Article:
“I know I have the body of a weak and feeble woman, but I have the heart and stomach of a king, and of a king of England too.” ~ Queen Elizabeth I
Saturday afternoon, sunny and milder, 78 degrees.
I’ve been on a British history binge for weeks now, absorbing documentaries and shows about the War of the Roses and the Tudors. Last night I finished watching the series, The White Queen, based on books written by historical novelist Philippa Gregory. I’ve never read any of her books, and she has been criticized for working loosely with history, but hey, the key word here is novelist, not biographer.
I used to know pretty much the entire tree of British monarchy, largely because of my Shakespeare classes, but I’ve had to go back and familiarize myself again since beginning this current binge.
Anyway, today is the birthday of Queen Elizabeth I (September 7, 1533 – March 24, 1603), who ruled England and Ireland for almost 44 years. The grand irony, of course, is that her father, Henry VIII was obsessed with having a son to carry on the Tudor dynasty, yet his son, Edward VI reigned for only six years and died at only 15, and his daughter, Mary (aka Bloody Mary) ruled for only five. Elizabeth, daughter of Henry and second wife Anne Boleyn, was never supposed to be queen, and she was in fact declared illegitimate at one point, yet her rule is referred to as England’s Gloriana, and her long reign brought stability to the country after years of instability and war.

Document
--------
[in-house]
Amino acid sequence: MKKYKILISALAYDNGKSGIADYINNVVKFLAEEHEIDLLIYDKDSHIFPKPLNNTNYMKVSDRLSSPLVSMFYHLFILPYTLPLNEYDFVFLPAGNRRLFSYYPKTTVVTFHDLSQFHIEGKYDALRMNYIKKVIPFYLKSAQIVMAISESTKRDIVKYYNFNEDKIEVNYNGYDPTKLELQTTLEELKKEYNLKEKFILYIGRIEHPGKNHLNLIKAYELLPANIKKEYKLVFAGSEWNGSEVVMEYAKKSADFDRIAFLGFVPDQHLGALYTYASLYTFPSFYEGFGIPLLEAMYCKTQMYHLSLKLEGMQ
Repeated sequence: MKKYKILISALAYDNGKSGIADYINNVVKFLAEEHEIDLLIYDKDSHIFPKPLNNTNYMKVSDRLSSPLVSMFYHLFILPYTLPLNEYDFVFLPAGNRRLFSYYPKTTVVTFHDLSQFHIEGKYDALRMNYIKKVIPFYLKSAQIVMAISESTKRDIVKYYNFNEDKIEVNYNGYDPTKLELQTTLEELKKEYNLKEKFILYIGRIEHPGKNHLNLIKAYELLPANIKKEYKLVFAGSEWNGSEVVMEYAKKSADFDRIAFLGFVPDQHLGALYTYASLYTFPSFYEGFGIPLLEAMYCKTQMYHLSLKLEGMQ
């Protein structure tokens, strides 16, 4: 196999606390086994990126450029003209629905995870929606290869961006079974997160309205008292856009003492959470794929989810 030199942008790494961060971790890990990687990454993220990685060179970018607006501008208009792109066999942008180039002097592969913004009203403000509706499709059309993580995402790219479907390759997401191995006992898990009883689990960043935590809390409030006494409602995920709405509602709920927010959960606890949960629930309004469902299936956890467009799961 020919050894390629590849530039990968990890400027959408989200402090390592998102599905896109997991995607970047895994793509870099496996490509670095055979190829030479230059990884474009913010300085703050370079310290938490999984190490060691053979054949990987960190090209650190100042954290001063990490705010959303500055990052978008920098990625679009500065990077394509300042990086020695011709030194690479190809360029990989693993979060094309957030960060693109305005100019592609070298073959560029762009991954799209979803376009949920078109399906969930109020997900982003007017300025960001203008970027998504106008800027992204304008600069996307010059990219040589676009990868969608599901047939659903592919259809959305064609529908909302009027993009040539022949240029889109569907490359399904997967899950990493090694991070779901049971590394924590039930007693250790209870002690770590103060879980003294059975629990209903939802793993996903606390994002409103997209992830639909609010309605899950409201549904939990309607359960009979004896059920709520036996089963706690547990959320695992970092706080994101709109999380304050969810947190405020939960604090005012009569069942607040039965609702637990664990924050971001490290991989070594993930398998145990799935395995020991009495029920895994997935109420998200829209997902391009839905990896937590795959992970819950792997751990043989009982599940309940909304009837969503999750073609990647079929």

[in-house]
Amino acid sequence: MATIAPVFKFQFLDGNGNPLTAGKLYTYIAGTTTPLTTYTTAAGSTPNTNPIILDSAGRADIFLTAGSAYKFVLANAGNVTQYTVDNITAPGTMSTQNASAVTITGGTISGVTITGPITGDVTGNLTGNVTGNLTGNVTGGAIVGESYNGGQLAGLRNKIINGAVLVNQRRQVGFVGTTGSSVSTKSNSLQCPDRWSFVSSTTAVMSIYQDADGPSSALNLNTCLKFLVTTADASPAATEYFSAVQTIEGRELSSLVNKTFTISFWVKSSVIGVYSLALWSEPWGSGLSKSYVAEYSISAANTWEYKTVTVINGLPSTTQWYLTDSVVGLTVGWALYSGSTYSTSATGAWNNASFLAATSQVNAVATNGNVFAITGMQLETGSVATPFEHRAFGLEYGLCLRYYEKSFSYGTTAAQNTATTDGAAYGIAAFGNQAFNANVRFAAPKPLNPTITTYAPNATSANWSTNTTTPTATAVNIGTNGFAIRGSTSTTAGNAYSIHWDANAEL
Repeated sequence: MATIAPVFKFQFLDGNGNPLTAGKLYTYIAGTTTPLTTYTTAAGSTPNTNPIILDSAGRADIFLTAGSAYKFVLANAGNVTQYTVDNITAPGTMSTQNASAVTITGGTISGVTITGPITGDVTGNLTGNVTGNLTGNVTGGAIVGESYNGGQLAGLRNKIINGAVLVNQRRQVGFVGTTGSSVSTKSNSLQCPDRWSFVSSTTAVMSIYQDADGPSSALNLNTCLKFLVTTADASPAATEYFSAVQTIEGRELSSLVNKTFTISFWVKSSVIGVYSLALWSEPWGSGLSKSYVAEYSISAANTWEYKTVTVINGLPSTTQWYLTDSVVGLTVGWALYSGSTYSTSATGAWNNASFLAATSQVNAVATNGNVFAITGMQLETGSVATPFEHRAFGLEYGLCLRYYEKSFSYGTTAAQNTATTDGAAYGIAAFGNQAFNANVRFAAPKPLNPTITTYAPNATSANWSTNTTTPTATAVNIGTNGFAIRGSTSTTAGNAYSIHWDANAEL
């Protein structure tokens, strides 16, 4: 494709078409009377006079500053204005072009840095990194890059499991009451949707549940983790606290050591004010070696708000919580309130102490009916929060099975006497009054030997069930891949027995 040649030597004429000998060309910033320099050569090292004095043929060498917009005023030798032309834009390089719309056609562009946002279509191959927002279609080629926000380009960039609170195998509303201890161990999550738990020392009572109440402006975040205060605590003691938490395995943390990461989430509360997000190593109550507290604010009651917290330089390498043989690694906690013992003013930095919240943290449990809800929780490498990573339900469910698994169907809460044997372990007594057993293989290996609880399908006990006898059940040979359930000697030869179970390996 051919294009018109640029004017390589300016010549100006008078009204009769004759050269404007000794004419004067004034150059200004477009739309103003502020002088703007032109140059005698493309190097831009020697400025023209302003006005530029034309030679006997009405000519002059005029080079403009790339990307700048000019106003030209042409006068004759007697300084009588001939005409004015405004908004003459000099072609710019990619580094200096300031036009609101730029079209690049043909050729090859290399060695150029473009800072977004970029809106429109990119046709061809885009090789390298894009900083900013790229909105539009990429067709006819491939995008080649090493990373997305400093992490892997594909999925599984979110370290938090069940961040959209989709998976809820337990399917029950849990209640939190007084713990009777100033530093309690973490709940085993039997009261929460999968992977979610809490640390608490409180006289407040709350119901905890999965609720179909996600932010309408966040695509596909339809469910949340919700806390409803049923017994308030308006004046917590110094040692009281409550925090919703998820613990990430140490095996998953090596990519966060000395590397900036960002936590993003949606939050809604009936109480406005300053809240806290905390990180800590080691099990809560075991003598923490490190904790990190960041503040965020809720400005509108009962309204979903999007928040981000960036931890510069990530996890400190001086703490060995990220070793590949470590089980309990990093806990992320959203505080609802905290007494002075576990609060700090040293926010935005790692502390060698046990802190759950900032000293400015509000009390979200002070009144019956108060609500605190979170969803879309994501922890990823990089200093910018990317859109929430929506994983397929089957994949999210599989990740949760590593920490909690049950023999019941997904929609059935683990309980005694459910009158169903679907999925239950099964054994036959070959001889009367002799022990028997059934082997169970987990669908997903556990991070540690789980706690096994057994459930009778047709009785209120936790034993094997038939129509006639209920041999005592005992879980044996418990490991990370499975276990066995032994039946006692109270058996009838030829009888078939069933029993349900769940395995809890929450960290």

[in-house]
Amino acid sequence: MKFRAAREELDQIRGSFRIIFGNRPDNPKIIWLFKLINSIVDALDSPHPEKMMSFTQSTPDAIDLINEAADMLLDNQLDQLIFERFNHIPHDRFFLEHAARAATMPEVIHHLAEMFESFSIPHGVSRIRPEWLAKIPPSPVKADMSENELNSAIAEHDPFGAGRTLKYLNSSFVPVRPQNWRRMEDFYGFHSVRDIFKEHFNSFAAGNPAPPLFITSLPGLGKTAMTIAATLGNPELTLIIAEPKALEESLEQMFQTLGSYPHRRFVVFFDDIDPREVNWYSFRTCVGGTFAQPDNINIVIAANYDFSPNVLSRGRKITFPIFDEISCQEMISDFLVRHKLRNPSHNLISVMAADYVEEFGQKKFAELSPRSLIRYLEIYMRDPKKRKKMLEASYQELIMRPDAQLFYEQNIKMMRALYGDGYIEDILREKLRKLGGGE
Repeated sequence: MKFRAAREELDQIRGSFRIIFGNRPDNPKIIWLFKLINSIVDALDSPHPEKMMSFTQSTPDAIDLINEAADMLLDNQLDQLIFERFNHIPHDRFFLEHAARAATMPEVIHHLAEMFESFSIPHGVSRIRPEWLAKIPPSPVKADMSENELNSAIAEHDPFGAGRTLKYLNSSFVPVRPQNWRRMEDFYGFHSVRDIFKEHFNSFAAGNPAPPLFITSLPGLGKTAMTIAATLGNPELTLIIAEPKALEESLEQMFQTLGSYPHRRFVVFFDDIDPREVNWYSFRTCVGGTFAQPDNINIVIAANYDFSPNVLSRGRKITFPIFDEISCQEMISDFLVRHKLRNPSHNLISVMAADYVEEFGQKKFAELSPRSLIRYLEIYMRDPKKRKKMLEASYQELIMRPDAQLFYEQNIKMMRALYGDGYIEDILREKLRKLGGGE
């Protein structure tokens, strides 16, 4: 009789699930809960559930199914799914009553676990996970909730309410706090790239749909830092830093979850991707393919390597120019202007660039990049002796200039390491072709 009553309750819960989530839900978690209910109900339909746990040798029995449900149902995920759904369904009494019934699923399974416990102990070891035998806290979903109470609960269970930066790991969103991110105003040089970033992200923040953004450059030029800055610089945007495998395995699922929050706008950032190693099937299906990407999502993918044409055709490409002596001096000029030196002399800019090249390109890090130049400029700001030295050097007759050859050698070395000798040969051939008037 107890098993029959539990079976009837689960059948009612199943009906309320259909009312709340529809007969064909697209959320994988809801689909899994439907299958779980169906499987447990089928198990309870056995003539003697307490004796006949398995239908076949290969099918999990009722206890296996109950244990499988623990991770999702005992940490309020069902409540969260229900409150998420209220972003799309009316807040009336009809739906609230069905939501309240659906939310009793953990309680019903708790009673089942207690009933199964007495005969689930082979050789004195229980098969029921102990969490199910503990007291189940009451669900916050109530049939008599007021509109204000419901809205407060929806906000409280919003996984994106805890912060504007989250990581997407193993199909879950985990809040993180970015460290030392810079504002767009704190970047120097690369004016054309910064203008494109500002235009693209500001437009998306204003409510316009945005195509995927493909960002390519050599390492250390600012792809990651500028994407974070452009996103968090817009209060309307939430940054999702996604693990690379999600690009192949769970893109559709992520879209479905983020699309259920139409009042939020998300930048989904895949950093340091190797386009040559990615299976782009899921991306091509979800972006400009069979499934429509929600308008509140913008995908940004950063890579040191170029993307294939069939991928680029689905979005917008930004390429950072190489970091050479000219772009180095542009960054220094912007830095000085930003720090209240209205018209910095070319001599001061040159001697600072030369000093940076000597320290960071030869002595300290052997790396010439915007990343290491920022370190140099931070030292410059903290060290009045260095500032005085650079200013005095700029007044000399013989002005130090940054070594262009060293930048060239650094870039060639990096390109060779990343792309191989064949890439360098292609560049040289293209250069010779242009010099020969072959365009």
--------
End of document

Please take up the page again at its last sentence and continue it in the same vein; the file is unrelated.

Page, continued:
For more on the “virgin queen” you can go here or here.
Virginia Woolf’s Writing Table, Monk’s House, by Gisele Freund
“There is something infinitely healing in the repeated refrains of nature—the assurance that dawn comes after night, and spring after winter.” ~ Rachel Carson
I woke up speaking French again. Very disconcerting. However, as Corey pointed out, what would be more disconcerting is if I did not actually know French, but I was speaking it in my dreams. Granted, my conversational abilities are very limited, but for some reason, I dream in French occasionally.